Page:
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A Western party recently invited the surviving Union and Confederate officers to give an account of the bravest act observed by each during the Civil War. Colonel Thomas W. Higginson said that at a dinner at Beaufort, S. C., where wine flowed freely and ribald jests were bandied, Dr. Miner, a slight, boyish fellow who did not drink, was told that he could not go until he had drunk a toast, told a story, or sung a song. He replied: "I cannot sing, but I will give a toast, although I must drink it in water. It is 'Our Mothers.'"' The men were so affected and ashamed that some took him by the hand and thanked him for displaying courage greater than that required to walk up to the mouth of a cannon.

When Grant was in Houston several years ago, he was given a rousing reception. Naturally hospitable, and naturally inclined to like a man of Grant's make-up, the Houstonites determined to go beyond any other Southern city in the way of a banquet and other manifestations of their good-will and hospitality. They made great preparations for the dinner, the committee taking great pains to have the finest wines that could be procured for the table at night. When the time came to serve the wine, the head-waiter went first to Grant. Without a word the general quietly turned down all the glasses at his plate. This movement was a great surprise to the Texans, but they were

equal to the occasion. Without a single word being spoken, every man along the line of the long tables turned his glasses down, and there was not a drop of wine taken that night.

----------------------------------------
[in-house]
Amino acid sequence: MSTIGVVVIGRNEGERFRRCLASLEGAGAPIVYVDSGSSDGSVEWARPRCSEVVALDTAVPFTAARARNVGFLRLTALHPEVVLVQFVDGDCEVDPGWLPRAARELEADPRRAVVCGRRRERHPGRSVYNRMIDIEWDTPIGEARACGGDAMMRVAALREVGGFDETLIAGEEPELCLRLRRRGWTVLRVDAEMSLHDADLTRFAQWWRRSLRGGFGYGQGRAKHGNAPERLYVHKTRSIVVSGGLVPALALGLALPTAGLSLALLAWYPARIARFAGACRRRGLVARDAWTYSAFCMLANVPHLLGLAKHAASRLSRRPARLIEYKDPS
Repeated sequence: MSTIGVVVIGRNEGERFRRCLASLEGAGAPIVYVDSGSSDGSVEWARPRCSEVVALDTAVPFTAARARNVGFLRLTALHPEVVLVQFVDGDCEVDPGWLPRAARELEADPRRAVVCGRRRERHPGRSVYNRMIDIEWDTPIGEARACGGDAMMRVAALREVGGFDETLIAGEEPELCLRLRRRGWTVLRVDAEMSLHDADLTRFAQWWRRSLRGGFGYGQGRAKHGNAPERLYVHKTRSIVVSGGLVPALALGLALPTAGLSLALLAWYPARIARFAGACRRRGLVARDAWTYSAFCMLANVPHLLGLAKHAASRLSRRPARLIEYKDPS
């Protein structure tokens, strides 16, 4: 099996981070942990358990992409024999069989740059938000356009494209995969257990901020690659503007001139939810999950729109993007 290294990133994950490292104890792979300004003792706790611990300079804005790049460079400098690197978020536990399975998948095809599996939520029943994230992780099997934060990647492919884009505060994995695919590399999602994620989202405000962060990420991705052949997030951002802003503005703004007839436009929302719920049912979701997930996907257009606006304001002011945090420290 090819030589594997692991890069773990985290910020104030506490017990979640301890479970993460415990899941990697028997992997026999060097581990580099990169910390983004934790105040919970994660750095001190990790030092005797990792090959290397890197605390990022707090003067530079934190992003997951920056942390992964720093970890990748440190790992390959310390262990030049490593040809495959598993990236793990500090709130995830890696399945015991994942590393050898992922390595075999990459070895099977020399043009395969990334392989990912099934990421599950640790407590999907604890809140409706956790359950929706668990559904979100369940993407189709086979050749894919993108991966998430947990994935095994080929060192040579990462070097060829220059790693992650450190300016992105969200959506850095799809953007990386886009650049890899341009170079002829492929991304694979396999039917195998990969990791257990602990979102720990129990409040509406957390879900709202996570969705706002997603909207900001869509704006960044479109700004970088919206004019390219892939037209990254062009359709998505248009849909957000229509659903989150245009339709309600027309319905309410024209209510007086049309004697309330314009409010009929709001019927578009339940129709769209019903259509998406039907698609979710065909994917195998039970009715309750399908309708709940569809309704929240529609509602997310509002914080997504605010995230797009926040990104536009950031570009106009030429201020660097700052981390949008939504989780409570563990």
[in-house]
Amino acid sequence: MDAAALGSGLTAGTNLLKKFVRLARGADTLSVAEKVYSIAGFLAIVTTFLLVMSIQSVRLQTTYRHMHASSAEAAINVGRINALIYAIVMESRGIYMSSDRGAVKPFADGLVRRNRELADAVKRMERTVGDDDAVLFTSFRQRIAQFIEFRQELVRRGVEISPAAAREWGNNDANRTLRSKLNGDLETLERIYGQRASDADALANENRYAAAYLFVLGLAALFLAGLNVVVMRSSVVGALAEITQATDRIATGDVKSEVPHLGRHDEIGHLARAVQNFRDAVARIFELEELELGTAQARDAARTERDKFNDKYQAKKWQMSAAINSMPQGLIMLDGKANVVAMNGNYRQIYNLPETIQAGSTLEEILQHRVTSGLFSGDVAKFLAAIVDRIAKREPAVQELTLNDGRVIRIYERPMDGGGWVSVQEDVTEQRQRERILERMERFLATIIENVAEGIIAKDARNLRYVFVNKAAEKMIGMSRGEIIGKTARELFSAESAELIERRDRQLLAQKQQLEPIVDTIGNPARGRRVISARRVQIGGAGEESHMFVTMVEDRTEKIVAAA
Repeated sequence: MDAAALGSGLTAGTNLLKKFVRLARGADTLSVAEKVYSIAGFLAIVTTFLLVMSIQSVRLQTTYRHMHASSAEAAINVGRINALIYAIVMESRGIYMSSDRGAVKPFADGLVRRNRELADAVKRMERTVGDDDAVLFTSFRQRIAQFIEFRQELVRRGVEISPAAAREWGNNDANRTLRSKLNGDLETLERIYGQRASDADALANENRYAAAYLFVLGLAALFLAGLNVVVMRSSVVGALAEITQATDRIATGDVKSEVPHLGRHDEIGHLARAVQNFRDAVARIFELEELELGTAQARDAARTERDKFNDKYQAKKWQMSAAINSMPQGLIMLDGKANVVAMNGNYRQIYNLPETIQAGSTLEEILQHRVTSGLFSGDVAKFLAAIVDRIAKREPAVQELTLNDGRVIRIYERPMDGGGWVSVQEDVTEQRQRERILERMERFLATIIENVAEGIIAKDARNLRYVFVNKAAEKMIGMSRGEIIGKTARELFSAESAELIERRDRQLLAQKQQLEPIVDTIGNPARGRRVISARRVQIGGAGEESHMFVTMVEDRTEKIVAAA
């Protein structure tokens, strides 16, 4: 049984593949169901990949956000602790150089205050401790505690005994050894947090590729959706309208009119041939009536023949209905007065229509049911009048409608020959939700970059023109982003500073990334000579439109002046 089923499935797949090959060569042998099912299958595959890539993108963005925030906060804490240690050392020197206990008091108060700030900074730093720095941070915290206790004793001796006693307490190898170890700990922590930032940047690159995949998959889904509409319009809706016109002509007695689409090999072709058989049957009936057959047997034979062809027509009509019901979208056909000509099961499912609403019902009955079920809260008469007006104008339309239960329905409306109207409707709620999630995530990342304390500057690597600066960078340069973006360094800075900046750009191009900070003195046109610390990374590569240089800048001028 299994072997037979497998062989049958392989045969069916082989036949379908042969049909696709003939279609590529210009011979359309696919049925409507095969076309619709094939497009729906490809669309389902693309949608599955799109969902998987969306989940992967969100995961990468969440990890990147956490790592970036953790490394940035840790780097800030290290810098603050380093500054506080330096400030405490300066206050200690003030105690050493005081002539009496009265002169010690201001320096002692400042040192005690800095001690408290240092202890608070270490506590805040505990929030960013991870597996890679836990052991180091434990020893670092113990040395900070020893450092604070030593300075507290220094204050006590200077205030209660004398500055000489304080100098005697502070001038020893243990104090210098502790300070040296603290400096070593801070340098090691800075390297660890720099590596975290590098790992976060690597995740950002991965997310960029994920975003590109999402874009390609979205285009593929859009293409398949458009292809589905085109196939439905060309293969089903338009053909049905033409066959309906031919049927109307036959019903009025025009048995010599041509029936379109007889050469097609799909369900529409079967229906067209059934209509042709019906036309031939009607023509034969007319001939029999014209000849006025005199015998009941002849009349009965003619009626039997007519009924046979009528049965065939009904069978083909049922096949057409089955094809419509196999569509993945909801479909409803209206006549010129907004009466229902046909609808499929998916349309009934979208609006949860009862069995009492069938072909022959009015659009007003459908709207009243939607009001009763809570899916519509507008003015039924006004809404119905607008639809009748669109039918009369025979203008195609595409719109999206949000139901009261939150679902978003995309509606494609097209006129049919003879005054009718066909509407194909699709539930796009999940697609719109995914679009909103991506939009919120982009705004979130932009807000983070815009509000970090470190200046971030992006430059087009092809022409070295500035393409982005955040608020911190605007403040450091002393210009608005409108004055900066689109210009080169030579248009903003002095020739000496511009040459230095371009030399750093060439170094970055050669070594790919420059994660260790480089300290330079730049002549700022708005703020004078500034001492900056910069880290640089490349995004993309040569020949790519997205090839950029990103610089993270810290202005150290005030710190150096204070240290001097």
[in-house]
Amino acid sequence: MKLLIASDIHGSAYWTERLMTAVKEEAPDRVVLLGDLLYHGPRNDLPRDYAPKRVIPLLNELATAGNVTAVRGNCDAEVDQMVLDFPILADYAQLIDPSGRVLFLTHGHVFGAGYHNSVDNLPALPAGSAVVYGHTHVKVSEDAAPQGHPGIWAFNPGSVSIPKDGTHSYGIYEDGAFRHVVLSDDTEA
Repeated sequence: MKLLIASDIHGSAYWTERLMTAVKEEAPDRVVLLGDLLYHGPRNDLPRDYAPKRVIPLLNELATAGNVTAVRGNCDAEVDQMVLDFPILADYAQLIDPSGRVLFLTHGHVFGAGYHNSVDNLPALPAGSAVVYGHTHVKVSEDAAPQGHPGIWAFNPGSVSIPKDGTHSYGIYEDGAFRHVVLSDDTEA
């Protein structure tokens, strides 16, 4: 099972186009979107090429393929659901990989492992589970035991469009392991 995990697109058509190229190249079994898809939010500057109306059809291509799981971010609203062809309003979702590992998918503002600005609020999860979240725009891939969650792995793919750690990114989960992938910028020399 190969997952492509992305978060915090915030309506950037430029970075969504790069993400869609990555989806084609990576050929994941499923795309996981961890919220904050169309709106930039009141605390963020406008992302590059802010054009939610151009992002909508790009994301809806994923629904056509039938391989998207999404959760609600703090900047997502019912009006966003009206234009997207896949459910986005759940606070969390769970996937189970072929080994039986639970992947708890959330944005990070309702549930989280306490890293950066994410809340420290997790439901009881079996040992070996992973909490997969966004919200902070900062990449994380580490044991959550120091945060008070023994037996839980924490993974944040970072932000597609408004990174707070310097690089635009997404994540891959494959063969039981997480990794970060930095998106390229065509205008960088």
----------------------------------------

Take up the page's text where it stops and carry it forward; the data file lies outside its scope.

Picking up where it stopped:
Don't be like Uriah Heep, begging everybody's pardon for taking the liberty of being in the world. There is nothing attractive in timidity, nothing lovable in fear. Both are deformities and are repulsive. Manly courage is dignified and graceful. The worst manners in the world are those of persons conscious "of being beneath their position, and trying to conceal it or make up for it by style." It takes courage for a young man to stand firmly erect while others are bowing and fawning for praise and power. It takes courage to wear threadbare clothes while your comrades dress in broadcloth. It takes courage to remain in honest poverty when others grow rich by fraud. It takes courage to say No" squarely when those around you say 'Yes.' It takes courage to do your duty in silence and obscurity while others prosper and grow famous although neglecting sacred obligations. It takes courage to unmask your true self, to show your blemishes to a condemning world, and to pass for what you really are.

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In the moral world there is nothing impossible if we can bring a thorough will to do it. -W. HUMBOLDT.

It is firmness that makes the gods on our side.VOLTAIRE.

Stand firm, don't flutter.-FRANKLIN.

People do not lack strength they lack will.— VICTOR HUGO.

Perpetual pushing and assurance put a difficulty out of countenance and make a seeming difficulty give way.-JEREMY COLLIER.

When a firm, decisive spirit is recognized, it is curious to see how the space clears around a man and leaves him room and freedom.-JOHN FOSTER.